Sounds of Spring

These warm spring evenings bring out familiar sounds. The most distinctive one is the call of the male spring peeper, which reminds some of crickets chirping. At less than an inch and a half long, spring peepers are the tiniest frogs in North America. They can be tan, gray or dark brown, but all have a dark “X” on their backs. These amphibians also have toe pads that grip like suction cups for climbing.

Abundant in our swamps and other wet wooded areas, these critters are rarely seen. Many of you have steamrolled them with your vehicles on rainy evenings, but other than that you might not have noticed them. They’re nocturnal and pretty well camouflaged. They eat mostly insects and spiders, which I’m sure is fine with most people. It’s a shame so many wind up under our tires.

The American toad is another amphibian that rings in spring. The call of these rough-skinned creatures is a high pitched trill. Each blast sometimes lasts a half minute. Toads can occasionally weigh over a pound and have been known to live for thirty years. Females are usually much larger than males.

They are insect eating machines, feasting on mosquito larvae and other insects. They also eat earthworms, snails, slugs, fish and just about anything else that fits into their mouths. Since toads are slower than most of their jumping relatives, one might expect them to be easy prey for other animals. Generally they are not. Toads have special structures called paratoid glands, which produce a foul-smelling, toxic chemical. For this reason it’s wise not to pick them up, but don’t worry. Toads don’t give you warts.

Many consider toads welcome guests to their gardens. This is generally true, but I once had a swimming pool and they would breed and fill the water with ropes of eggs that hatched into tadpoles. If their breeding season were later in the year the warty devils likely would have chosen a different spot, but an unopened pool doesn’t have the deterrent of strong chlorine. For a month or two out of the year they were not my friends, but that doesn’t mean I avoided all amphibians.

The bullfrog is the largest frog in North America. Bullfrogs are solitary and very territorial. They rarely meet, except to fight over territory or mate. Their distinctive croaking is music to my ears.

Bullfrogs have voracious appetites. They eat insects, crayfish, earthworms, fish, other frogs (especially leopard frogs, but even other bullfrogs), small turtles, snakes, baby birds, mice and voles. They are most active at night. Their skin contains glands which secrete substances that render them unpalatable to predators, so most mammals leave them alone.

Remove the skin and their legs are a delicacy. The pale pink flesh is similar to chicken tenderloins, but clean them up thoroughly or they have a bitter fishy flavor. Whether you like yours fried with breading and Cajun spices or grilled with a little lemon, butter and garlic they are truly a spring treat which lasts through summer.



American toad waiting for insects

American toad

Lethargic bullfrog on a cold morning

Lethargic bullfrog on a cold morning

Ted Manzer teaches agriculture at Northeastern High School.

About tedmanzer

I grew up in Old Town Maine and got a B.S. at the University of Maine in Plant Sciences/ minor in Botany. From there I moved to West Virginia and earned a M.S. in Agronomy at WVU. I also met my wife there. She grew up in rural WV as the daughter of tenant farmers who raised cattle and hogs. Their lifestyle at times was one of subsistence and I learned a lot from them. I've always been a foraging buff, but combining my formal botanical knowledge with their practical 'Foxfire-type' background opened up my eyes a little more. I recently retired from teaching high school agriculture after 25 years teaching with my wife. Until recently I wrote a weekly nature/foraging column for the local paper ( I also have written several Christian nature/adventure novels that can be purchased on Amazon in Kindle format. One is a five book family saga I call the 'Forgotten Virtues' series. In the first book, Never Alone (presently out of print), a young boy comes of age after his father dies in a plane crash, and he has to make it alone. The second book, Strange Courage, takes Carl from his High School graduation to his recovery from a nasty divorce. The third book, Second Chances, takes Carl from his ex-wife's death and the custody of his son to his heroic death at age 59. The fourth book, Promises Kept, depicts how his grandchildren react and adjust to his death (this one is not yet published). In the final book, Grandfather's Way, his youngest and most timid granddaughter emerges from the shadow of her overachieving family and accomplishes more in four months than most do in a lifetime. I use many foraging references with a lot of the plants I profile in these articles in those books. I also wrote a romance novel titled Virginia. It is available on Amazon and is a different type of romance from a man's perspective.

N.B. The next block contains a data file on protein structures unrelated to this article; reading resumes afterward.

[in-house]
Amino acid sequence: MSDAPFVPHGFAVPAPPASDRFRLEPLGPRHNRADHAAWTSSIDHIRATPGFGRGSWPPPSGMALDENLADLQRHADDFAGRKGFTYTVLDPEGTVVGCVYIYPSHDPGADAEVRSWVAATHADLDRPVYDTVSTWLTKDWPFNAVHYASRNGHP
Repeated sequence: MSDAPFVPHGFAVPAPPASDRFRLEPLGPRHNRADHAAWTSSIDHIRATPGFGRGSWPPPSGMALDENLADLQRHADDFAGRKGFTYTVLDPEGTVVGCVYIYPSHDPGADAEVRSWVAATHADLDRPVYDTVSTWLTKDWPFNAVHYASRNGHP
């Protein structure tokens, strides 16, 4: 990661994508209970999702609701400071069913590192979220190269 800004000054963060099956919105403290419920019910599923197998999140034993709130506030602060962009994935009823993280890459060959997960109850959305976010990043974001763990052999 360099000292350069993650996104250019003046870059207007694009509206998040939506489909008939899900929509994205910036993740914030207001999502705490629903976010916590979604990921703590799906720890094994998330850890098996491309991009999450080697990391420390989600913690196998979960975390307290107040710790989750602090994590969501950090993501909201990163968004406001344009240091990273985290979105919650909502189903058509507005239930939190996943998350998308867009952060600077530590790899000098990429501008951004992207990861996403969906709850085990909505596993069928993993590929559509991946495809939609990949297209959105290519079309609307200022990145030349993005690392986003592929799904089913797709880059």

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4 Responses to Sounds of Spring

  1. Heard the first Peepers in February this year…highly unusual!
    Thanks for a great post – we love all our froggies and their relatives.

  2. amandawensel says:

    i used to catch these when i was younger,but now when i look at them i regret touching one. they can be annoying after a while to

  3. i also used to touch these wen i was little, but now looking at how i am now its unbelievable that i even went near them. theyre interesting to learn about but i never wanna touch them.

  4. alishabw says:

    my little sister has a bullfrog that she caught when last summer hes gotten huge but he only likes to eat the worms she gives him. they are very neat to learn about but I hate when they are around me simply cause I don’t like slimy things.

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